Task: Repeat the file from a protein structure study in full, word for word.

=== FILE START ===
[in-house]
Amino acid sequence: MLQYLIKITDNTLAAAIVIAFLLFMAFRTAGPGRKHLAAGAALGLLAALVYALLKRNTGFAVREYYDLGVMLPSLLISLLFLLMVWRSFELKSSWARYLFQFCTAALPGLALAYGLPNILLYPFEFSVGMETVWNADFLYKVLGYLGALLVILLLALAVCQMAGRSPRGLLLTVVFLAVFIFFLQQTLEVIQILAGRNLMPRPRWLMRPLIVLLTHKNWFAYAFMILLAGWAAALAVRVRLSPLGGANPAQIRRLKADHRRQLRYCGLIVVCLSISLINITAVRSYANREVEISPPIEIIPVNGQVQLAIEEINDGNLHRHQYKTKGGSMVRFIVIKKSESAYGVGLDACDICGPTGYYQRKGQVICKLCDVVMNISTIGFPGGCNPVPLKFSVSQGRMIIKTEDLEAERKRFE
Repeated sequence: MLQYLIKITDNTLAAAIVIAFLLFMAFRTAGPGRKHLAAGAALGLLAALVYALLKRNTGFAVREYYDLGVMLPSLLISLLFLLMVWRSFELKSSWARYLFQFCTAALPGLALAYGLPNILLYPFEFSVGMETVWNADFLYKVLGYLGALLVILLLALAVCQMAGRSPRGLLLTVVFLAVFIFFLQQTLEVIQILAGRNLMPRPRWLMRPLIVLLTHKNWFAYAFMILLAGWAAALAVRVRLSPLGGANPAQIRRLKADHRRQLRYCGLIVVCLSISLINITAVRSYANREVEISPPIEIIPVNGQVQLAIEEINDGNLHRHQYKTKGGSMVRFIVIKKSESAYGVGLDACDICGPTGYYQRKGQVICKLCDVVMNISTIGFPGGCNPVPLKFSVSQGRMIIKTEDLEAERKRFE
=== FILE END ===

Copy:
[in-house]
Amino acid sequence: MLQYLIKITDNTLAAAIVIAFLLFMAFRTAGPGRKHLAAGAALGLLAALVYALLKRNTGFAVREYYDLGVMLPSLLISLLFLLMVWRSFELKSSWARYLFQFCTAALPGLALAYGLPNILLYPFEFSVGMETVWNADFLYKVLGYLGALLVILLLALAVCQMAGRSPRGLLLTVVFLAVFIFFLQQTLEVIQILAGRNLMPRPRWLMRPLIVLLTHKNWFAYAFMILLAGWAAALAVRVRLSPLGGANPAQIRRLKADHRRQLRYCGLIVVCLSISLINITAVRSYANREVEISPPIEIIPVNGQVQLAIEEINDGNLHRHQYKTKGGSMVRFIVIKKSESAYGVGLDACDICGPTGYYQRKGQVICKLCDVVMNISTIGFPGGCNPVPLKFSVSQGRMIIKTEDLEAERKRFE
Repeated sequence: MLQYLIKITDNTLAAAIVIAFLLFMAFRTAGPGRKHLAAGAALGLLAALVYALLKRNTGFAVREYYDLGVMLPSLLISLLFLLMVWRSFELKSSWARYLFQFCTAALPGLALAYGLPNILLYPFEFSVGMETVWNADFLYKVLGYLGALLVILLLALAVCQMAGRSPRGLLLTVVFLAVFIFFLQQTLEVIQILAGRNLMPRPRWLMRPLIVLLTHKNWFAYAFMILLAGWAAALAVRVRLSPLGGANPAQIRRLKADHRRQLRYCGLIVVCLSISLINITAVRSYANREVEISPPIEIIPVNGQVQLAIEEINDGNLHRHQYKTKGGSMVRFIVIKKSESAYGVGLDACDICGPTGYYQRKGQVICKLCDVVMNISTIGFPGGCNPVPLKFSVSQGRMIIKTEDLEAERKRFE